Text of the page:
The Howell Realty Group Real Estate News and Information

 

Feb. 24, 2021

How Much Leverage Do Today’s House Sellers Have?

The housing market has been scorching hot over the last twelve months. Buyers and their high demand have far outnumbered sellers and a short supply of houses. According to the latest Existing Home Sales Report from the National Association of Realtors (NAR), sales are up 23.7% from the same time last year while the inventory of homes available for sale is down 25.7%. There are 360,000 fewer single-family homes for sale today than there were at this time last year. This increase in demand coupled with such limited supply is leading to more bidding wars throughout the country.

Rose Quint, Assistant Vice President for Survey Research with the National Association of Home Builders (NAHB), recently reported:

“The number one reason long-time searchers haven’t made a home purchase is not because of their inability to find an affordably-priced home, but because they continue to get outbid by other offers.”

A survey in the NAHB report showed that 40% of buyers have been outbid for a home they wanted to purchase. This is more than twice the percentage in 2019, which was 19%.

What does this mean for sellers today?

It means sellers have tremendous leverage when negotiating with buyers.

In negotiations, leverage is the power that one side may have to influence the other side while moving closer to their negotiating position. A party’s leverage is based on its ability to award benefits or eliminate costs on the other side.

In today’s market, a buyer wants three things:

  1. To buy a home
  2. To buy now before prices continue to appreciate
  3. To buy now and take advantage of historically low mortgage rates while they last

These three buyer needs give the homeowner tremendous leverage when selling their house. Most realize this leverage enables the seller to sell at a good price. However, there may be another need the seller has that can be satisfied by using this leverage.

Here’s an example:

Odeta Kushi, Deputy Chief Economist at First American, recently identified a situation in which many sellers are finding themselves today:

“As mortgage rates are expected to remain near 3%, millennials continue to form households and more existing homeowners tap their equity for the purchase of a better home…Many homeowners may want to upgrade, but do not for fear that they will be unable to find a home to buy.”

She then offers a possible solution:

“While the fear of not being able to find something to buy will not disappear in a limited supply environment, new housing supply can incentivize existing homeowners to move.”

There’s no doubt many sellers would love to build a new home to perfectly fit their changing wants and needs. However, most builders require that they sell their house first. If the seller sells their home, where would they live while their new home is being constructed?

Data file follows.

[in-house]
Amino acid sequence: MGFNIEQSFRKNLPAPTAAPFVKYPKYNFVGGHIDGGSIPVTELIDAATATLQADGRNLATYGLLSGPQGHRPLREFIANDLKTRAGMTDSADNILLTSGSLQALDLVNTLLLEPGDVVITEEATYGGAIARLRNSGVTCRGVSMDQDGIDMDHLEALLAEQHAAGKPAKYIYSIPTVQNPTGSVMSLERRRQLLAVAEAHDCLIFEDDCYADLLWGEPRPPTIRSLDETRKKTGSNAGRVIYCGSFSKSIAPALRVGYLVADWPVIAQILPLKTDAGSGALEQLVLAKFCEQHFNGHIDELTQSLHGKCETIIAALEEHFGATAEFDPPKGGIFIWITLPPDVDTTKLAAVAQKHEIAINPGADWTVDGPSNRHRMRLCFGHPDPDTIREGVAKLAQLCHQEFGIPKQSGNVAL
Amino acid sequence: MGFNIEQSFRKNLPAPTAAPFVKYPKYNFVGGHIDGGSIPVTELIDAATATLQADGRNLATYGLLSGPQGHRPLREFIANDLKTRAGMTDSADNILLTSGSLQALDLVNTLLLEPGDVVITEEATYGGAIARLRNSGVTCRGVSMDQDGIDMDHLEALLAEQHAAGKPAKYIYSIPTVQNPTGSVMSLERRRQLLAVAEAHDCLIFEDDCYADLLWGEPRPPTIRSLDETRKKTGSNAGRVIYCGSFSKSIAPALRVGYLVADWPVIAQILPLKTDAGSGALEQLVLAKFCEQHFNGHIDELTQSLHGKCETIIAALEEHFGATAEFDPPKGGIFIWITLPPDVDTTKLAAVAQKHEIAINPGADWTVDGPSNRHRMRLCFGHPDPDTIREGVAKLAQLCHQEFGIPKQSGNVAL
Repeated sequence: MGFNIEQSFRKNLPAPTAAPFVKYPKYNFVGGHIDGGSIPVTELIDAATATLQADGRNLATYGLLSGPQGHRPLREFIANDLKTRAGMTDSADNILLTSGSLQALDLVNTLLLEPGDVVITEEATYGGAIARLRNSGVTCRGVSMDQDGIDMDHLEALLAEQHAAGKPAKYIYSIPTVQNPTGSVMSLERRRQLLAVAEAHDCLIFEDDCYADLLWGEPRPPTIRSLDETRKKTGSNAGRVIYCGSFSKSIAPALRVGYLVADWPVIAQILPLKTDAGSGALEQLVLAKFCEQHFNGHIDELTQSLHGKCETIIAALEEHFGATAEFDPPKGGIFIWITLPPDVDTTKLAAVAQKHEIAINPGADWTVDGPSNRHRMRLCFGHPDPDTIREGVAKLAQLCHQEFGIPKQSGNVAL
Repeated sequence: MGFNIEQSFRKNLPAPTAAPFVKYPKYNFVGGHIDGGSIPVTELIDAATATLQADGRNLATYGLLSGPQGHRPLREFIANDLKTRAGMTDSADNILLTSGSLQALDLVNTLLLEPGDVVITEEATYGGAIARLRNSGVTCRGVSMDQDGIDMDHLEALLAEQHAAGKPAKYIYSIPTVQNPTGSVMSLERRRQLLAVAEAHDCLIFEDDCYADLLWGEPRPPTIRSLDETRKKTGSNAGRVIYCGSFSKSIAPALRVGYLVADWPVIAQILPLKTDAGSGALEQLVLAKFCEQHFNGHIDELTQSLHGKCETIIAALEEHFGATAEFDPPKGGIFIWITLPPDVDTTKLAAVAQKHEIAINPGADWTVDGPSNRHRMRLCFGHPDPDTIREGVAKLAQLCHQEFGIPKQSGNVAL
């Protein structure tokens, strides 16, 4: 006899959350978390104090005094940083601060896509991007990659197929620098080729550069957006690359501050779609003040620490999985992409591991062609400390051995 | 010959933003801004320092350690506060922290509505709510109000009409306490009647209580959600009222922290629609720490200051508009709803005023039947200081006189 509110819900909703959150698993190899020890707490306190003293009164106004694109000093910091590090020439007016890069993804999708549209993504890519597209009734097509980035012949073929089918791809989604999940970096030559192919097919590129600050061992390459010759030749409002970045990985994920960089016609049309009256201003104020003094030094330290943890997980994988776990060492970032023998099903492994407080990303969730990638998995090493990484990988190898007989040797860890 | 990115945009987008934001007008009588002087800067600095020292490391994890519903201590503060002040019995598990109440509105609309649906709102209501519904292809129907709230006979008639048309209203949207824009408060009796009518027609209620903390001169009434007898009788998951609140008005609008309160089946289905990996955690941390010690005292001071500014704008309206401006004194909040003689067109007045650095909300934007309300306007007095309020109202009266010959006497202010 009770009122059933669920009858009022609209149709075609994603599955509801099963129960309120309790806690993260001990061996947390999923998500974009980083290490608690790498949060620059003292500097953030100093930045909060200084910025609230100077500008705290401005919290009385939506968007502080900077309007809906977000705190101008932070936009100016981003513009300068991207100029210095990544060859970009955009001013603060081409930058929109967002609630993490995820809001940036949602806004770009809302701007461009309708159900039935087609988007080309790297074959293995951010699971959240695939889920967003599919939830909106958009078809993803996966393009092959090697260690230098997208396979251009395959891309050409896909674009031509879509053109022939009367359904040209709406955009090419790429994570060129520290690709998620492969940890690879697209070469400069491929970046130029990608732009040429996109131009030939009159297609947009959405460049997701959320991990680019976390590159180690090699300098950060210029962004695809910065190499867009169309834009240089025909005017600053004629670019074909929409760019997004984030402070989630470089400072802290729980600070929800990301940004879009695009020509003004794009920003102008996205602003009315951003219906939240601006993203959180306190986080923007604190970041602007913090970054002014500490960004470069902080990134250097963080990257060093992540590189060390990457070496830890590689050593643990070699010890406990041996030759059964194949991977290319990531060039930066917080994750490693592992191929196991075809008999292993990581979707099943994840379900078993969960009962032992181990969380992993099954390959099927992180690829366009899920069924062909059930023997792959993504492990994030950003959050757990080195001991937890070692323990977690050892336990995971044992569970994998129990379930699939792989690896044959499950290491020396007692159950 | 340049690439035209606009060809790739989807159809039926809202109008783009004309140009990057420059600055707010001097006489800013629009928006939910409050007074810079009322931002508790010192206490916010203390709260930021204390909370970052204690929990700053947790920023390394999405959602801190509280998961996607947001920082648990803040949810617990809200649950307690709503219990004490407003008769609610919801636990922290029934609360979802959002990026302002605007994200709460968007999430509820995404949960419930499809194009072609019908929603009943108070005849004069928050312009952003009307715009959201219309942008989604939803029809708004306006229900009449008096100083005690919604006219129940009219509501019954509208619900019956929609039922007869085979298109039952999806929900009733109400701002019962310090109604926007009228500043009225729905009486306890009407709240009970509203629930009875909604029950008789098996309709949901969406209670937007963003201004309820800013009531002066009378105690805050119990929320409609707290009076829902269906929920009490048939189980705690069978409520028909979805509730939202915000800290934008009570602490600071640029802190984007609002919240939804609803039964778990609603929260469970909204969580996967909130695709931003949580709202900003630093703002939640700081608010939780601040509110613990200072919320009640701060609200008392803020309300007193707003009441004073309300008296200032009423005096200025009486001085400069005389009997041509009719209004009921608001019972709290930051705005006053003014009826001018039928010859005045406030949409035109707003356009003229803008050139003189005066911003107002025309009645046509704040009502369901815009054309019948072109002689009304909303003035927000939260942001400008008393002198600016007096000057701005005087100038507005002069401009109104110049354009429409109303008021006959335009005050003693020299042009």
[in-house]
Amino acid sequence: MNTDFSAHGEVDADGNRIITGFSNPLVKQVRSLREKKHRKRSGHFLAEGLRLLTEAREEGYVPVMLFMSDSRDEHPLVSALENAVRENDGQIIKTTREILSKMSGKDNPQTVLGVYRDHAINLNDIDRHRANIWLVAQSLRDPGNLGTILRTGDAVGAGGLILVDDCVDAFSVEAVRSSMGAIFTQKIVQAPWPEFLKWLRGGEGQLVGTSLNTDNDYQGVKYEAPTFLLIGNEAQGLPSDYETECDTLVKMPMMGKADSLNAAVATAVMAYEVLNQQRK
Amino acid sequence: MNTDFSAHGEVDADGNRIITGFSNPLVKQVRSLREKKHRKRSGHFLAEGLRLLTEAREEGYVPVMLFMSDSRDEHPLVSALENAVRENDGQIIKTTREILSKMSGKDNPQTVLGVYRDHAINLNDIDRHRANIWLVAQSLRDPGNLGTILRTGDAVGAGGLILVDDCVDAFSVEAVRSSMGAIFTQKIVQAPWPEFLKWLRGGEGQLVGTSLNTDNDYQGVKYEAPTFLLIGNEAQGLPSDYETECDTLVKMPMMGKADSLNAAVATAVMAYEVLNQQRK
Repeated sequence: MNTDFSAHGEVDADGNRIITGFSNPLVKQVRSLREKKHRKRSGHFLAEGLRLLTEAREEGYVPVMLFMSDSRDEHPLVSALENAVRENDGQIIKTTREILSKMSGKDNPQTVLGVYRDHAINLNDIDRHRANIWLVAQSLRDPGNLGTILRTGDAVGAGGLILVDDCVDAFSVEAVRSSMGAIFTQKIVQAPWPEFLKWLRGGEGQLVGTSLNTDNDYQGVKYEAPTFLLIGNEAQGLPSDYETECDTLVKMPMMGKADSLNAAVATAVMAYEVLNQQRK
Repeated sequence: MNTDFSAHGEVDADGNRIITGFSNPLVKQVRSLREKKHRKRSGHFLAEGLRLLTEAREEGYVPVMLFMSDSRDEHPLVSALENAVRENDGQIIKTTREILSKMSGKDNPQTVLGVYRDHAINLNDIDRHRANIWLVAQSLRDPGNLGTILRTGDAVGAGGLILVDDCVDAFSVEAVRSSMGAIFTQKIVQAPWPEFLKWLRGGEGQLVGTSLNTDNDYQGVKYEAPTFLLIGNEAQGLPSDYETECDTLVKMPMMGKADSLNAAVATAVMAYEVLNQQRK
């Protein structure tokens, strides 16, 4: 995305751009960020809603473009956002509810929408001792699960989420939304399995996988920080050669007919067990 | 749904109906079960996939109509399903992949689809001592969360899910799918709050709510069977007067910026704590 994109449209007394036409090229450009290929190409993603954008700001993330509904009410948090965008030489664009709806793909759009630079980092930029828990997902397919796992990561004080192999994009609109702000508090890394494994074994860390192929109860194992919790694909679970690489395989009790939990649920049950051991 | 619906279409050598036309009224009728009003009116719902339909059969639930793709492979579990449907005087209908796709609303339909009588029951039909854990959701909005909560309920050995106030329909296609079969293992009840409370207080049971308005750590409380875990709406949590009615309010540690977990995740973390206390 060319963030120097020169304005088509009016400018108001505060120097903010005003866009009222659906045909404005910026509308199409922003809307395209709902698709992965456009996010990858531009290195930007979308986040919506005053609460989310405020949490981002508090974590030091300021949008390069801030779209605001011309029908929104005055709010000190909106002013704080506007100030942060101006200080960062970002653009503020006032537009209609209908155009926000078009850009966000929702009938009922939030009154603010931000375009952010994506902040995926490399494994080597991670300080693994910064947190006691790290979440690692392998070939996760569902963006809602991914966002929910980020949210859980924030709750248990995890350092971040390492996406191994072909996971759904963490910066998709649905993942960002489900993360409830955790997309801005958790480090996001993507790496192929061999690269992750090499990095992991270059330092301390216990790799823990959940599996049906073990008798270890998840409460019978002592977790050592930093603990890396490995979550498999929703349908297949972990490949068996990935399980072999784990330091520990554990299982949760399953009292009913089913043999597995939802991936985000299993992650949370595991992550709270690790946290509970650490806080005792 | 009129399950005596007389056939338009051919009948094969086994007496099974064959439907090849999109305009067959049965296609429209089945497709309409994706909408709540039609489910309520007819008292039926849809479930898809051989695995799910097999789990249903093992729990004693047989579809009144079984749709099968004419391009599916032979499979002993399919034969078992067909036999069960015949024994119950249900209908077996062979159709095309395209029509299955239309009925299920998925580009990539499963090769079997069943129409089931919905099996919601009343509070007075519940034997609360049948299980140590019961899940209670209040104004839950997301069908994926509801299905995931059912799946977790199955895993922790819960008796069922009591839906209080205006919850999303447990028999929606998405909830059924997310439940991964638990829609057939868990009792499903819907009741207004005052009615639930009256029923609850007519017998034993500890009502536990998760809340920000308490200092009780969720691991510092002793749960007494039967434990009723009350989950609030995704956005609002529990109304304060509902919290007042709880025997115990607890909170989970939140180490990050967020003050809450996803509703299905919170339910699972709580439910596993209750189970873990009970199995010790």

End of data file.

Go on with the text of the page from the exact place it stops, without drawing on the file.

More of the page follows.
Going back to the concept of leverage:

As mentioned, buyers have compelling reasons to purchase a home now, and many homeowners have challenges to address if they want to sell. Perhaps they can make a deal to satisfy each party’s needs. But how?

The seller may decide to sell their home to the buyer at today’s price, which will enable the purchaser to take advantage of current mortgage rates. In return, the buyer might lease the house back to the seller for a pre-determined length of time while the seller’s new home is being built. A true win-win negotiation.

Not every buyer will agree to such a deal – but you only need one.

That’s just one example of how a seller might be able to overcome a challenge because of the leverage they have in today’s market. Maybe you feel a need to make certain repairs before selling. Perhaps you need time to get permits or approvals for certain upgrades you made to the house. Whatever the challenge, you may be able to work it out.

Bottom Line

If you’re considering selling your house now but worry a huge obstacle stands in your way, let’s connect. Maybe with the leverage you currently have, you can negotiate a deal that will allow you to make the move of your dreams.

Feb. 23, 2021

Make Spring Cleaning Easy with Built-In Storage

 

It might be a bit on the chilly side now, but it’s not going to be long before spring cleaning season is upon us again. It’s a great way to refresh spaces and toss out that stuff that’s just been collecting with no real purpose. But what do you do with the stuff you DO want to keep? Maybe you need some more storage spaces!

 

 

These days, there are tons of prefabricated kits that can help you turn your home into an organizational powerhouse, as well as plenty of small projects that you can do over a weekend to prepare for the inevitable. If you start building your future storage now, you’ll be totally ready for sorting and putting away when the grass starts to green again.

 

Built-In Storage Kits

You don’t have to be Bob Villa to install any of the many basic storage systems that are available through big box storages and home improvement centers across the country. Some are designed with specific kinds of storage in mind, like closet systems that help you make more room out of nothing at all. Other systems are designed to be extra sturdy for more challenging spaces, like garages or utility rooms. These out of the box systems are a great way to add built-in storage, even if you’re not particularly handy. They often feature pre-cut pieces with just a few fasteners you’ll need to insert into the wall, along with step-by-step instructions to help you succeed.

But if you’re feeling up to it, don’t hesitate to pick up add-on parts for those systems, or go off the map entirely and use them in unexpected places, like under stairs, in mudrooms, and in other odd spaces in your house. Every nook can become mega storage if you have the right kind of system to install there.

Building From Scratch